ARA Conference Highlights: Presenters showcase top ideas
Getting people to buy into the same idea requires commitment. He said people perform to their own belief level, which means that in order to improve their performance, they have to elevate their own beliefs. What holds people back are their limiting beliefs. He suggested that these limiting beliefs become liberating beliefs.
One of the videos Foley shared was a glimpse inside the briefing room of the Blue Angels before they gave a performance. The video showed how all of the team members took the time to visualize their performance before they ever stepped into the plane. He explained the phrase, “Glad to be here,” as something all of the team members said in their meetings to remind them of being grateful even after evaluating and critiquing a performance.
Foley shared his experience in 1992 of meeting a Russian team of pilots. Despite their attempts to outdo each other while flying, in the end Foley remembered that everything is based on relationships. After taking Foley in his jet, the lead Russian pilot ended their visit by giving Foley a picture of his family. In that moment, Foley said it reminded him that people are the same everywhere. They want relationships built on trust.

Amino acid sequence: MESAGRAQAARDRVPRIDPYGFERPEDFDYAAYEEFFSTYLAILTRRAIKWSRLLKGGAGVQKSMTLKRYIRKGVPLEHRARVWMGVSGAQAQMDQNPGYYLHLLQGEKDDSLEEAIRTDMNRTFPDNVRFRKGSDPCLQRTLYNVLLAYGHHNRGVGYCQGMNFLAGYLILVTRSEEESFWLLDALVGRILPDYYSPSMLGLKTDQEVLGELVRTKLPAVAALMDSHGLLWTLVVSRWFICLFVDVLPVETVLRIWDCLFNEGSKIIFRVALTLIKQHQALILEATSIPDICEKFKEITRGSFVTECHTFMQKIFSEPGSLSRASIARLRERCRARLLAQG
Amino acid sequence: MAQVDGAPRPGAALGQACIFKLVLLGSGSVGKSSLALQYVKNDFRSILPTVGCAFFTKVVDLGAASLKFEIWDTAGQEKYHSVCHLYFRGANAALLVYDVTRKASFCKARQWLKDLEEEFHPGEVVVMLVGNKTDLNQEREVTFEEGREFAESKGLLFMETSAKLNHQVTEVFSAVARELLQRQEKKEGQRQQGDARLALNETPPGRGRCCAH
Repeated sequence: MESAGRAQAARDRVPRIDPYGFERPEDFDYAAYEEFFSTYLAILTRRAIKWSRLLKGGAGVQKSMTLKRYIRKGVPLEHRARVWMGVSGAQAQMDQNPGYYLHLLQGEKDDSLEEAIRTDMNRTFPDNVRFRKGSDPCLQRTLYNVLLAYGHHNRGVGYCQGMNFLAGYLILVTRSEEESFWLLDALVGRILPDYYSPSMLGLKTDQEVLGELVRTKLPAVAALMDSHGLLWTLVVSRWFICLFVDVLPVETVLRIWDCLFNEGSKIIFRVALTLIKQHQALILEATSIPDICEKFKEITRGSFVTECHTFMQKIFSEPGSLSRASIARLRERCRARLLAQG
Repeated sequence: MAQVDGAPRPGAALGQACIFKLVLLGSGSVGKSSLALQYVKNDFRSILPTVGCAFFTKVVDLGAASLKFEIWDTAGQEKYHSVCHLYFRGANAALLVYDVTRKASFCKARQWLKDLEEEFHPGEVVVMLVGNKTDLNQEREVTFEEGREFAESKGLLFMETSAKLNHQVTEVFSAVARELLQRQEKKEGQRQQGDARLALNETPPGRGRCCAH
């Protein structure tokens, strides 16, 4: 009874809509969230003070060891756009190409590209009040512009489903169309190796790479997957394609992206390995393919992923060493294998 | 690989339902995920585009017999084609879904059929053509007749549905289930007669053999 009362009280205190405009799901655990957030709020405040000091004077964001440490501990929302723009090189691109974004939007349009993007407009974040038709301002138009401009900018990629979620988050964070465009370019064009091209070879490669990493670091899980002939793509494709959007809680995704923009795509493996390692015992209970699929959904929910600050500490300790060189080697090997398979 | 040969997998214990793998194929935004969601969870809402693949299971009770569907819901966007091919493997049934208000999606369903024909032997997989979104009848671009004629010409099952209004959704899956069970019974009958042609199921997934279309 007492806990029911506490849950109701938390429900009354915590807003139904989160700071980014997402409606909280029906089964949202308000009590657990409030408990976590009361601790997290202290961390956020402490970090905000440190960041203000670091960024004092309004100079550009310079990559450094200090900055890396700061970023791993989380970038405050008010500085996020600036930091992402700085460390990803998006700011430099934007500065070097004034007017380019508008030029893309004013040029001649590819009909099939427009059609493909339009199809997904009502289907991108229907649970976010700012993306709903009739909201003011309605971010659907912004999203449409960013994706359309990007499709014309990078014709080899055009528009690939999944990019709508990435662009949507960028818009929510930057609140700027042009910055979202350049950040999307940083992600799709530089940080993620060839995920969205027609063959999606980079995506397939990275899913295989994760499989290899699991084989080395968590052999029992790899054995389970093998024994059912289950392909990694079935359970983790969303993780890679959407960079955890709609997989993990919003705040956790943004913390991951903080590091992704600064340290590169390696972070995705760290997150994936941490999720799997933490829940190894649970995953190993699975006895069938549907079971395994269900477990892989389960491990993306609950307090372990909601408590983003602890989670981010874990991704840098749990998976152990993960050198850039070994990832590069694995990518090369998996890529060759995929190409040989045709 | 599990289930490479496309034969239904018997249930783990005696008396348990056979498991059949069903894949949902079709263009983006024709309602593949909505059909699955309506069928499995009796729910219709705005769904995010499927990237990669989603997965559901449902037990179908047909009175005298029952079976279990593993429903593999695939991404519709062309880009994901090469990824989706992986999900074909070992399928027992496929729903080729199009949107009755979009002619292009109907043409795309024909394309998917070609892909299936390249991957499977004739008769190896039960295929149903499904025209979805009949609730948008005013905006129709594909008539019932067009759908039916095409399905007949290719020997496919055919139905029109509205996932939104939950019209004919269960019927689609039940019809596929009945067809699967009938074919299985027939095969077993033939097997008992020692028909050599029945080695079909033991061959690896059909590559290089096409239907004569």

Foley used that experience to explain to retailers that they need to remember that their business is based on building relationships that are based in trust. Verbal contracts reinforce that trust and show that you will do what you say you will. Then deliver on your promise, he said. Parting words of advice he gave included: Remain open to criticism, recognize your mistakes and always look to improve.
In one of the afternoon breakout sessions Nov. 28, Karen Grabow, senior vice president of business development services at Land O’Lakes Inc., presented “Developing Your Flight Crew,” which was about recruiting and retaining good employees. She explained the human resources maturity model and how the role and function of HR departments has been growing and changing over the past several decades.
Grabow asked participants to identify three key roles within the company that were the most important. She provided the example of Disney World. Of all of the employees that work there, the sweepers have the most accessible role and one of the most important roles in the company because they interact most with the customers and often provide the most important information and help take care of people. Disney provides these workers with the most training of all of the company’s employees.